CHRISTIAN: a follower of Jesus Christ. ORTHODOX THEOLOGY would expand this definition to any one being regenerated by the SPIRIT OF GOD who, through FAITH, has had his SINS forgiven by the blood of JESUS CHRIST, the INCARNATE Son of God.
CHRISTIANITY: the RELIGION of CHRISTIANS founded by JESUS OF NAZARETH, propagated by SAINT PAUL and dispersed throughout the world where it takes many FORMS. The three major groupings of CHRISTIAN Churches are: EASTERN ORTHODOX, ROMAN CATHOLICISM and PROTESTANTISM, to which a fourth group of CHARISMATIC Churches has emerged largely in the so-called Third World during the twentieth century.
CHRISTIAN MINISTRY: the offices within the CHRISTIAN CHURCH whereby individuals are appointed to preach, teach and care for members of the CONGREGATION or Christian COMMUNITY.
CHRISTIAN SCIENCE: The Church of Christ Scientist founded by Mary BAKER-EDDY (1821-1910), who believed she had been healed after a severe injury in 1866. She dedicated her life to promoting a form of healing based on ideas taken from CHRISTIANITY, HINDUISM and BUDDHISM. In 1875 her book Science and Health with Key to the Scriptures was published, and on August 23, 1879 the CHURCH OF CHRIST SCIENTIST was incorporated in Boston. Christian Science teaches a confusing synthesis of ABRAMIC and YOGIC RELIGIONS on the premise that GOD is the "Divine Principle of all that really is."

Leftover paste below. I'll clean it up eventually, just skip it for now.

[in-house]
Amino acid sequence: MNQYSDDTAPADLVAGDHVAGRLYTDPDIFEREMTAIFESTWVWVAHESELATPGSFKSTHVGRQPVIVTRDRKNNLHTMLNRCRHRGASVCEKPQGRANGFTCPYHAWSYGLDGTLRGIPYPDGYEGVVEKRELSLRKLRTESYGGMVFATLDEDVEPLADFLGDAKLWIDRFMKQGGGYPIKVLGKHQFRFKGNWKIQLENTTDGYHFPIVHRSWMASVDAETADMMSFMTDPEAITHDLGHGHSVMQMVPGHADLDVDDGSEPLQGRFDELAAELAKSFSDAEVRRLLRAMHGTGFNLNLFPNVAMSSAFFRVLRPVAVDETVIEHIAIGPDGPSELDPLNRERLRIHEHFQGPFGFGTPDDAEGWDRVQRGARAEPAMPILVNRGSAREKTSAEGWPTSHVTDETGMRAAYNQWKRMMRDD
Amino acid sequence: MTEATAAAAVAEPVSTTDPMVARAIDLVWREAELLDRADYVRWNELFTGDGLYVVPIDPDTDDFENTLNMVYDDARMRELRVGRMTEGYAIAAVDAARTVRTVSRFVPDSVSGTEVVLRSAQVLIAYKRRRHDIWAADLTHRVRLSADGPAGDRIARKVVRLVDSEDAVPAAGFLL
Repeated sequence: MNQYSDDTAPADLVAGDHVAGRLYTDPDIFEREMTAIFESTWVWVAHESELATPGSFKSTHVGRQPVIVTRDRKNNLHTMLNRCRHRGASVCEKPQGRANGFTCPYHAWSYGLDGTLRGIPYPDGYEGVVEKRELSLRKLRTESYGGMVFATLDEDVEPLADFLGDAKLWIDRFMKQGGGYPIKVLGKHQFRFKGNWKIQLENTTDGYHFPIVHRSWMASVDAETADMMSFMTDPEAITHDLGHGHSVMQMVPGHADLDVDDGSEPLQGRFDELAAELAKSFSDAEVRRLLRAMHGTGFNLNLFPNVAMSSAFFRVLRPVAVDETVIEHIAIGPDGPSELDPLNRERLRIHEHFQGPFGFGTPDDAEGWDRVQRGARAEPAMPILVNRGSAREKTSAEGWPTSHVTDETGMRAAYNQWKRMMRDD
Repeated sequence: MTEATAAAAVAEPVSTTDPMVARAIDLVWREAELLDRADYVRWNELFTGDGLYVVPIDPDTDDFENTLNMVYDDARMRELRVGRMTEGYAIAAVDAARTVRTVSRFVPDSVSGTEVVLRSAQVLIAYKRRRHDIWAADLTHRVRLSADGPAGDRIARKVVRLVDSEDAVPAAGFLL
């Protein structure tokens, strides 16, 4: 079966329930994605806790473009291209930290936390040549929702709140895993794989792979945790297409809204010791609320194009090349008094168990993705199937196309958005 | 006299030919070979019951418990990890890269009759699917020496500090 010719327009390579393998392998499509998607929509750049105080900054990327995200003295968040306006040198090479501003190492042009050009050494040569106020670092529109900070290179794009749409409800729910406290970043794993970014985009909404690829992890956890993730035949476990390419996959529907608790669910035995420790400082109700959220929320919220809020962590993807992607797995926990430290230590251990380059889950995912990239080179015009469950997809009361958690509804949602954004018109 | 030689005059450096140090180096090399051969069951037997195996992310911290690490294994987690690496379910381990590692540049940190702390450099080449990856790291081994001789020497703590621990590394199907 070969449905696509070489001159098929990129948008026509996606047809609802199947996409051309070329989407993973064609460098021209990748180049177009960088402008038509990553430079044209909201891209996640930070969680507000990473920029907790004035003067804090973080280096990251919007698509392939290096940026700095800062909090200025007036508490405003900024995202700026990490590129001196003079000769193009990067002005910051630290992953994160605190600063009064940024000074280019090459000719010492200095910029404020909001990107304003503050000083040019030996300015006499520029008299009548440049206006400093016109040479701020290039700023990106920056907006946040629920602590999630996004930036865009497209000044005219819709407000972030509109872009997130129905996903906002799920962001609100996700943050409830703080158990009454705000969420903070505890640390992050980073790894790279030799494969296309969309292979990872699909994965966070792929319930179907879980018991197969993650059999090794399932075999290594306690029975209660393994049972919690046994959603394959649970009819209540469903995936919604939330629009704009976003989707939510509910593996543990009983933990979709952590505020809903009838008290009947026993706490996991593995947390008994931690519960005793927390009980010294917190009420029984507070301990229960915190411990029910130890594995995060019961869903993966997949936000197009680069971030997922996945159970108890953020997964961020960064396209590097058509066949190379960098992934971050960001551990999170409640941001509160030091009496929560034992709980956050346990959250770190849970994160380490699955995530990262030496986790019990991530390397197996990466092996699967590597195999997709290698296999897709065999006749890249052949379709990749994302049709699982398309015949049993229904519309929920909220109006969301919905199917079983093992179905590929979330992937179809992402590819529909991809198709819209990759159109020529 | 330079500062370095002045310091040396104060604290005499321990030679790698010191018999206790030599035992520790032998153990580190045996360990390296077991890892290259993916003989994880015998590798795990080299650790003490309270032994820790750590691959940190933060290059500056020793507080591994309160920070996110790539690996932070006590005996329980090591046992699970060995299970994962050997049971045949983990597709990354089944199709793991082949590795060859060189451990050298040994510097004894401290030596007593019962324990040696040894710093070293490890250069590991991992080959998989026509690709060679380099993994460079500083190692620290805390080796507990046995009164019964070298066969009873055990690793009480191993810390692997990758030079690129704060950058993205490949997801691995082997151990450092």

CHRISTIAN SOCIALISM: a movement which developed in nineteenth century Britain associated with William MAURICE and Charles KINGSLEY that sought to promote social reform along SOCIALIST lines developed from CHRISTIAN social TEACHINGS.
CHRISTMAS: from the fourth century CHRISTIANS have celebrated December 25th as the date of the BIRTH of JESUS. Today the holiday has become increasingly SECULAR with concerted efforts to remove all religious content in public celebrations.
CHRISTOLOGY: that branch of THEOLOGY which deals with questions about the PERSON and WORK OF CHRIST. It covers such things as his INCARNATION and the meaning of the DEATH OF CHRIST.
CHRYSTOSTOM, John (344/345-407): around 373 he became a HERMIT but was made a DEACON in Antioch in 381 and a PRIEST in 386. His brilliant preaching led to his becoming BISHOP of Constantinople in 398 but his criticism of the morals of the Imperial Court led to his banishment in 404 and his eventual death. His sermons and Biblical exegesis had a profound affect on CALVIN and other PROTESTANT REFORMERS.